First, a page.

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Theological Notebook: Jan 25 Augustine's De Trinitate Seminar Notes

Michael Anthony Novak
25 January 2006
THEO 383: Augustine’s De Trinitate
Professor Michel René Barnes

Latin Homoian Theology

Today’s Readings:     Primary— Various, “Latin Homoian Theology”
Secondary—Williams, D.H., “Anti-Nicenes in the West”
Suggested Strongly—Hanson, R.P.C., “Theology of the Homoian Arians”  

Next Reading:     Primary—Augustine “Letters to Nebridius (Epistles 11&14)”
Secondary—Barnes, “Rereading Augustine’s Trinitarian Theology” pp145-165 ; Ayres, “Remember That You Are Catholic” pp.39-55
Also in bin: Olivier du Roy, L'Intelligence de la Foi en la Trinité selon saint Augustin, Genèse de sa Théologie Trinitaire Jusqu'en 391 (Paris: Études Augustiniennes, 1966) only modern scholarly treatment before Barnes and Ayres of the Letters to Nebridius. 391-401.

Barnes:  We begin by finishing off the Hilary from our last meeting and look closely at his argument on common natures.  We looked at the end of class on Monday in the “adventureous” way in which the Latin is registered in the English in the NPNF and that terminology and clarity lacking in the Latin is helpfully provided in the English.  

If anyone has a NT with you, get that out, preferably the Douay-Rheims.  BTW, there’s a store in town that sells the Stuttgart Vulgate, which you need if you’re doing Patristic or Medieval work.  It’s the Jerome Vulgate used until Trent.  

Looking at John 5; what’s going on in this passage is Hilary working through John 5:16-27+ in his De Trinitate VII.17.  Now we are looking at the Latin and English translation.  “Therefore did the Jews persecute Jesus for working these things on the Sabbath….”  Looking at the equality of Christ with the Father.

The “working” language is variations on opera.  John 5:19 (NIV) “Jesus gave them this answer: ‘I tell you the truth, the Son can do nothing by himself; he can do only what he sees his Father doing, because whatever the Father does the Son also does.’”

The Son sees the Father.  Therefore there is a difference between them.  
“Order” is ordo; Greek taxis.  “Power” potestam.  
“nature” natura/naturam  “the operations of his Father’s power…”

Okay.  So the language he’s using—the ontology, the metaphysics—those words are kind of clumsy, but….  

Nature      natura
    Power   virtus, potest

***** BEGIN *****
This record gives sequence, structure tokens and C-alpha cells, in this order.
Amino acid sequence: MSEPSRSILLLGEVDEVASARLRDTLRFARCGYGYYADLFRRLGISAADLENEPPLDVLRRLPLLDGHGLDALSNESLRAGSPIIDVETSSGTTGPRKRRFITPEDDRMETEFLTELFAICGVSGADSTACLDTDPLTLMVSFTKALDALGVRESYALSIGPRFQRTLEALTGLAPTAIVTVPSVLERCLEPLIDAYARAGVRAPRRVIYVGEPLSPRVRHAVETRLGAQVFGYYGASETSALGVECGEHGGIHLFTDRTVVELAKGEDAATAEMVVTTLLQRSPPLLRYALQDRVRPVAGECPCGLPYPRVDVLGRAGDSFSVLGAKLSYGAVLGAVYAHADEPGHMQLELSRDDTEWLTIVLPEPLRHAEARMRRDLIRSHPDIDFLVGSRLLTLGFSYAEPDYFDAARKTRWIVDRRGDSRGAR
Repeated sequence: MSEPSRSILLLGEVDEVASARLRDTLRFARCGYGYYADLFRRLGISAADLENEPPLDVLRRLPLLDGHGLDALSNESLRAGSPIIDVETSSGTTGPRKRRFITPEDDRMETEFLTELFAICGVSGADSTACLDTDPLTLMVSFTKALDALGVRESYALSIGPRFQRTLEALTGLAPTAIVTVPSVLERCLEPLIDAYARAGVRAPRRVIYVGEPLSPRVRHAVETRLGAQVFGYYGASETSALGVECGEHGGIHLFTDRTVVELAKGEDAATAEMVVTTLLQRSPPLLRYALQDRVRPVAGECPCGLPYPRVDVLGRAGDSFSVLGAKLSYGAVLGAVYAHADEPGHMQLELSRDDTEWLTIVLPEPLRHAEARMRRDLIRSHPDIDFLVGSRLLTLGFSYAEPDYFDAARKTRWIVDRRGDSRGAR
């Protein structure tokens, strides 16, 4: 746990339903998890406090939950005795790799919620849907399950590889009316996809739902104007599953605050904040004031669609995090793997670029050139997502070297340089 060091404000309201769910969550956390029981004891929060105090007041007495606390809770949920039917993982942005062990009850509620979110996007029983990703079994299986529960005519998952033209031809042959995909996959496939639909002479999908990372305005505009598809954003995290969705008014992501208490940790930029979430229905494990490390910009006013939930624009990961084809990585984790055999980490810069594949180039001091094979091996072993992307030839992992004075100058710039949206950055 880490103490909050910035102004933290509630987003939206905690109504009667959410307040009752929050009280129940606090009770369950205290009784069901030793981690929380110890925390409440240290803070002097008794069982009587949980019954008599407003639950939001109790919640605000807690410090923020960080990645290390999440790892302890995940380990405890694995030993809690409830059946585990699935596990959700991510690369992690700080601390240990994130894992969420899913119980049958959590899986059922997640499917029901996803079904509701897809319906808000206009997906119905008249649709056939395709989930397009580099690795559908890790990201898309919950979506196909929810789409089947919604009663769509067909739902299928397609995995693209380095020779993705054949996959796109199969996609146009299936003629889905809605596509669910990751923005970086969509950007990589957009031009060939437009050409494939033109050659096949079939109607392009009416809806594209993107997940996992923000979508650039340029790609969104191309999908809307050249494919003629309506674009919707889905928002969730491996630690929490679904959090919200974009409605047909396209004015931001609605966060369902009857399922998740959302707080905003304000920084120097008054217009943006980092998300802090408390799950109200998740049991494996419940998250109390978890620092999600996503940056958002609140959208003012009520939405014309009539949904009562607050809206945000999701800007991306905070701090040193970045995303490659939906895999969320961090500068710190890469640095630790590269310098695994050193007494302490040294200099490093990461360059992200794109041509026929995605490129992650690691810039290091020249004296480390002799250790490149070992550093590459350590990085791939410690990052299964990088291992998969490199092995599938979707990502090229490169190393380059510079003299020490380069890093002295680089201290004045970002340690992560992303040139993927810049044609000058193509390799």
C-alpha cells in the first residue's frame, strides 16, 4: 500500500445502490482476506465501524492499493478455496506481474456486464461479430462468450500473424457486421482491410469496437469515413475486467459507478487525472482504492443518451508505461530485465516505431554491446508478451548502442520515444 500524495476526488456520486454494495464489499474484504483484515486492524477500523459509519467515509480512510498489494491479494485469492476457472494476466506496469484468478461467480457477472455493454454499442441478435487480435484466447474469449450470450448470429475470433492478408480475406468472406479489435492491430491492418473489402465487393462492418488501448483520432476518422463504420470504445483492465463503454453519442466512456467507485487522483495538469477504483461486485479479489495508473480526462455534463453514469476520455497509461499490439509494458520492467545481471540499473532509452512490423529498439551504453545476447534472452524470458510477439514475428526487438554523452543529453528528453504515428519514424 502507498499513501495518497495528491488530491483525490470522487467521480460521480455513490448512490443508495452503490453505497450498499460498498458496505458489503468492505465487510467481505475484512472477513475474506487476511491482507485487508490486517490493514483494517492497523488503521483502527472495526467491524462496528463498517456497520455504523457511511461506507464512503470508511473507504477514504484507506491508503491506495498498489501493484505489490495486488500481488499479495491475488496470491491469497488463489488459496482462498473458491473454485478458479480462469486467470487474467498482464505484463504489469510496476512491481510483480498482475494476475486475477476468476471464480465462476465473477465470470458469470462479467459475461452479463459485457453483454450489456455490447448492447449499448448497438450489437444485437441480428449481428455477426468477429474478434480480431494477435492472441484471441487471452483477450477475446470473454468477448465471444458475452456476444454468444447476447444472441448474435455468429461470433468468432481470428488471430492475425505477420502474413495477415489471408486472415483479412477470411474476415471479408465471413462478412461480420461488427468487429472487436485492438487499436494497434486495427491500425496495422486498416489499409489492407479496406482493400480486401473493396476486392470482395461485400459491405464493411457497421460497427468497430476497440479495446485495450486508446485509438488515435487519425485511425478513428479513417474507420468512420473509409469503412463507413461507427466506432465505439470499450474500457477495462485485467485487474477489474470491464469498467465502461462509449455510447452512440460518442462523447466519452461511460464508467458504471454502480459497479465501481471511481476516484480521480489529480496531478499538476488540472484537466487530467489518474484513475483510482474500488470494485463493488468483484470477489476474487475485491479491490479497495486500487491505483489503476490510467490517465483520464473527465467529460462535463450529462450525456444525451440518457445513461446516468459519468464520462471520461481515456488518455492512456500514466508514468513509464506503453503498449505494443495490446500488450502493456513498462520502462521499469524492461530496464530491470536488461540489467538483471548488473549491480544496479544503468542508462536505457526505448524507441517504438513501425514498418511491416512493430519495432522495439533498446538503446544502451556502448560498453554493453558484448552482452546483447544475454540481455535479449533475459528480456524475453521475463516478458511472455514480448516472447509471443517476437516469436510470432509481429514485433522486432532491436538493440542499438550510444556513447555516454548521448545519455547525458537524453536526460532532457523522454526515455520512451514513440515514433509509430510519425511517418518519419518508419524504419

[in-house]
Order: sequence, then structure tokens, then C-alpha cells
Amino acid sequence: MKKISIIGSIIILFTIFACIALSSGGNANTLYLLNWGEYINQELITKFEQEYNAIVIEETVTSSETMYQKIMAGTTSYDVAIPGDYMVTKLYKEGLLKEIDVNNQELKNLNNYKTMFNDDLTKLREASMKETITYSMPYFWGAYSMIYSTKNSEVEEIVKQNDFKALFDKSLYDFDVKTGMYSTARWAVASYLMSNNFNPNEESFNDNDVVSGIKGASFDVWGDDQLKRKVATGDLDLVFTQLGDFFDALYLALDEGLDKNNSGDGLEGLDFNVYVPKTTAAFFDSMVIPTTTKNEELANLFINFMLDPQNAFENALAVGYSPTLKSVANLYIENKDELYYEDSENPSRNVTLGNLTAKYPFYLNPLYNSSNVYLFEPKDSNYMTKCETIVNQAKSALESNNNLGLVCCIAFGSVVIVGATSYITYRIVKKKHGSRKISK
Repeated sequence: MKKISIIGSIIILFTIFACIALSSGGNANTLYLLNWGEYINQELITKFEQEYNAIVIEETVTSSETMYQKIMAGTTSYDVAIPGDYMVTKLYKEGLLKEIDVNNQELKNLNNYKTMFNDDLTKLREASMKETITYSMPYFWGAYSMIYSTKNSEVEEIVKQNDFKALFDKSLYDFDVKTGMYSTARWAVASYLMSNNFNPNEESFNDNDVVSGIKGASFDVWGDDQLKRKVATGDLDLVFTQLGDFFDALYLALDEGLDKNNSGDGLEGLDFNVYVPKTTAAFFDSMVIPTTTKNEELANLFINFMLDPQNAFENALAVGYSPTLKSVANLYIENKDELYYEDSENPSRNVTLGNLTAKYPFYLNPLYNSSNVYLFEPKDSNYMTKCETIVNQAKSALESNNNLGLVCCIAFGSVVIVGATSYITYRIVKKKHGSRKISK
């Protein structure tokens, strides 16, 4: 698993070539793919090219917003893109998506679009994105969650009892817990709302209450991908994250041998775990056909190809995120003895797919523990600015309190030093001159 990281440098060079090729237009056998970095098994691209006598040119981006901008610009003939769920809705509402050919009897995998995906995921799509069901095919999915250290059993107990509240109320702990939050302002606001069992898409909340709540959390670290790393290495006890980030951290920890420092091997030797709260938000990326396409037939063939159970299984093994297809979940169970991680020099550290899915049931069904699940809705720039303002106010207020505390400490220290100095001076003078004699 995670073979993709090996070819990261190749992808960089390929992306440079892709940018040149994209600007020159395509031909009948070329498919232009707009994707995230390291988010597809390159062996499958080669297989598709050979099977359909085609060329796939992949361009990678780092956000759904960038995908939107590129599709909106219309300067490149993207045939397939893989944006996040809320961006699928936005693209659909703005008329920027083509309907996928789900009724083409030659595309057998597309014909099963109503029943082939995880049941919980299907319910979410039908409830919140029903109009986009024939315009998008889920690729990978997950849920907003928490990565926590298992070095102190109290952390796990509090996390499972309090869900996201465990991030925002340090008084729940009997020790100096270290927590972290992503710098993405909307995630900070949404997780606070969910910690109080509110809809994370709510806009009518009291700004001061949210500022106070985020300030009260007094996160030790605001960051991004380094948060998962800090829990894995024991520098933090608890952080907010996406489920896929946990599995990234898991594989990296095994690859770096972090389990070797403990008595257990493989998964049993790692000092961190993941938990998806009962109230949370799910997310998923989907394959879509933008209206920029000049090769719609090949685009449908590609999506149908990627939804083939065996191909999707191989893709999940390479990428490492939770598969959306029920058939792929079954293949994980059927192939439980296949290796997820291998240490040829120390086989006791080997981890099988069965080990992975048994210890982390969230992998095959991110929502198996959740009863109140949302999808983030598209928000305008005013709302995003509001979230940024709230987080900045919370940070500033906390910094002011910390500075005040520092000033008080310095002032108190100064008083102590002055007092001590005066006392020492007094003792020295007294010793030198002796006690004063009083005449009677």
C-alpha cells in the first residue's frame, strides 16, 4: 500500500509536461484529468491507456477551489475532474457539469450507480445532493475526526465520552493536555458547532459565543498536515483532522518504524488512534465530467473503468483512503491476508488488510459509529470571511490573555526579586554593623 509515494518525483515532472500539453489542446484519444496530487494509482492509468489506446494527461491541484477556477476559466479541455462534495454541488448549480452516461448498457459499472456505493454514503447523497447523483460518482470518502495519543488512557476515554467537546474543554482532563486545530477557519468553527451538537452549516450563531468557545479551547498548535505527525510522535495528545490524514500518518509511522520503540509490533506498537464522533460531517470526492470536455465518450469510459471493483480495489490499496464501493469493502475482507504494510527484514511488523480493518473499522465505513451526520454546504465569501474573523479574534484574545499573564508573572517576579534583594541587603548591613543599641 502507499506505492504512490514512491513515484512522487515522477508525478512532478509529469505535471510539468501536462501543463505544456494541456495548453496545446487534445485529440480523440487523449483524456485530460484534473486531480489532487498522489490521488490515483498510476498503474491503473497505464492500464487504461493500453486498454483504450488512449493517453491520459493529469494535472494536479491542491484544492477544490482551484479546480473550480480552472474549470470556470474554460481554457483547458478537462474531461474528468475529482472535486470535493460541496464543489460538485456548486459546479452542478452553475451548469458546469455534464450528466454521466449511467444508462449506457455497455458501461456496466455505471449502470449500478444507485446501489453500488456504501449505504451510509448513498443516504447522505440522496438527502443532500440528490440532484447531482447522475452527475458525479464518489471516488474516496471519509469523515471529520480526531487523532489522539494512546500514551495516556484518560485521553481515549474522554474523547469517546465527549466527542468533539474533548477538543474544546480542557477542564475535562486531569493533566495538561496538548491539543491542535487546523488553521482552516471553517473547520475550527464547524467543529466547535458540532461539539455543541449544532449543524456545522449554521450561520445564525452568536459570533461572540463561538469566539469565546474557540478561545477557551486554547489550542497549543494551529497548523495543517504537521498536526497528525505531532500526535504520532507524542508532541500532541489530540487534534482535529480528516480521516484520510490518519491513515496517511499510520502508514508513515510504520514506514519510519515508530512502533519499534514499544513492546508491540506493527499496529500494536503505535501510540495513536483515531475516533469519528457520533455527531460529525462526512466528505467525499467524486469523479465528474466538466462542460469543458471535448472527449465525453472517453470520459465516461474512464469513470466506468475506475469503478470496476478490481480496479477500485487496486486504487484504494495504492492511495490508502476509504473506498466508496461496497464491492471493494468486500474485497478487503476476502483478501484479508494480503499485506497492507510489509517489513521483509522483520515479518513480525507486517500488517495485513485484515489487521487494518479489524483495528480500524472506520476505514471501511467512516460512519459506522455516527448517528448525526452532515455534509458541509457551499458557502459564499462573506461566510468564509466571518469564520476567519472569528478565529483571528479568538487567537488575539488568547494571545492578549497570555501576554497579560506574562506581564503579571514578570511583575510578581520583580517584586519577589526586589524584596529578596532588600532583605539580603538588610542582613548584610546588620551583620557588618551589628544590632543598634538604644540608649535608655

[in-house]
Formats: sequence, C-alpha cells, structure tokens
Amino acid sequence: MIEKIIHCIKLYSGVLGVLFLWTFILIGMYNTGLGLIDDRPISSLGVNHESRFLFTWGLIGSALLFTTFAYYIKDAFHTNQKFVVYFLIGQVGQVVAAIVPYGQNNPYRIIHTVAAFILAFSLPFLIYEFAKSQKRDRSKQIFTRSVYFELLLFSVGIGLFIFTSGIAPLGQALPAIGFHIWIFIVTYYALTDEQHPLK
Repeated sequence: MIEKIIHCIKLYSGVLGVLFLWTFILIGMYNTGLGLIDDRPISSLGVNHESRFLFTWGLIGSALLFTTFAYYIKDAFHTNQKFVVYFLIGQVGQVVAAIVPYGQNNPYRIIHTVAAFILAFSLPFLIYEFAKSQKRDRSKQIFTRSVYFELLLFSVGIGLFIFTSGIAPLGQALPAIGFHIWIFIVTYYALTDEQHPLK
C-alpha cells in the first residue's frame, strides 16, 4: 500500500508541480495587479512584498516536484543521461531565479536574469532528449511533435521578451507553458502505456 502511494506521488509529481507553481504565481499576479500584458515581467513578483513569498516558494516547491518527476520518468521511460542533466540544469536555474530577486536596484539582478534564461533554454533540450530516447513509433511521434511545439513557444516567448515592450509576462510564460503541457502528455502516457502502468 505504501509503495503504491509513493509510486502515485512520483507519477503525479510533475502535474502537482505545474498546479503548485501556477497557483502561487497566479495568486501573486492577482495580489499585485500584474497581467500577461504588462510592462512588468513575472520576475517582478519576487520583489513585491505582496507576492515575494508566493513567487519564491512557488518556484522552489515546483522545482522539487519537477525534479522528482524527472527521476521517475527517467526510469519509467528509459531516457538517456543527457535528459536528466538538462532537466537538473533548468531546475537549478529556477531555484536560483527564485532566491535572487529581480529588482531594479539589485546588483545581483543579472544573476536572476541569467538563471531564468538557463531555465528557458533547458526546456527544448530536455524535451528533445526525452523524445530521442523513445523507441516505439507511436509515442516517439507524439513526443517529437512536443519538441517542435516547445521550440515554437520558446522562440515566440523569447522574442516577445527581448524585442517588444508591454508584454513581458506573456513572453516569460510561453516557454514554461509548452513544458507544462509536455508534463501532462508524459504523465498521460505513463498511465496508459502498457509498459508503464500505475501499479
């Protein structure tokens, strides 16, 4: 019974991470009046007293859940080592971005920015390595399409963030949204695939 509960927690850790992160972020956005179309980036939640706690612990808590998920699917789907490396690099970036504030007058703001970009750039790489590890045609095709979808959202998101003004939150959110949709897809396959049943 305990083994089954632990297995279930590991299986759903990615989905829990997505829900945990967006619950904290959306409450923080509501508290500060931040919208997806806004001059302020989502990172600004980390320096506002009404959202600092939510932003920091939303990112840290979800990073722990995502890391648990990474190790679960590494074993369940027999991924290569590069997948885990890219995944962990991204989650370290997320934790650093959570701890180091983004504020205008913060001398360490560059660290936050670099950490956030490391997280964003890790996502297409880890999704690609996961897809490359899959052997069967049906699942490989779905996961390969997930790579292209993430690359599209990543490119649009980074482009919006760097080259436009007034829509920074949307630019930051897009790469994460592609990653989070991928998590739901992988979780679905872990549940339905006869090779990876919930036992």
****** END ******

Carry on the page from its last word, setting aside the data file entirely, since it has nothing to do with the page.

Operations   opera, facere

            Works   opera

Okay, so what’s the argument?  Render it into a normal English:

Briggman:  “Because of his nature he is aware of the power of his Father, which he also shares, therefore he can do the same things, acts, works, as his Father.  Because he can do the same acts, he has the same nature.”

Concannon: It’s interesting that Hilary needs to assert this “birth” stuff about the Son from the Father right in the middle.  

Barnes: Yes.  Does this mean everyone is in agreement with Mr. Briggman?

Harris: Do we need “can-do,” or what about “does?”  Is the importance that Christ is able to do as the Father, or that he is actually doing what the Father does?  

[More on the Concannon point.]

B: The ordo which we have received is that of:
  • Father and Son, first and second.  
  • -->the birth language signifies “Father first begets Son.”  
  • -->“The Power is his by virtue of his knowledge [of the Father’s Power?]”
  • -->because of the Son’s knowledge of Father’s ∆ dunamis (virtus, potest(as)), the Son can say he can do nothing alone.  [Sight of, or knowledge of, seems to be possible because of common/same nature.  “The Son can see the Father because they have the same nature.”]
  • Therefore: the Only-Begotten God works through the operations of the Father’s ∆ dunamis.

Harris: (in answer to discussion about the use of “birth” language in this passage, and whether it was worth noting) It was a recurring point starting earlier in Book VII.

Concannon: Restating, “The Son through the power and the nature of the Father in himself has the awareness that he can do no other than what he sees the Father doing.”

Barnes attempts to restate: The presence of the power and nature of the Father in Him gives Him the awareness that he can do nothing but (nihil nisi) what he sees the Father doing.

This is a stronger statement of unity of nature than the draft offered earlier.  The nature and the power are in the Son, and this is the basis of this knowledge.

Vail: Is the Son’s self-awareness an awareness of the nature of the Father?

Barnes: I’m hesitant to identify the entirety of the Son’s self-knowledge with his knowledge of the Father, or of the Father’s power in him.  I don’t think that’s wrong, but I don’t want to go that far without a text from Hilary.  Augustine says in the endtime we will see through to the divinity in the Trinity.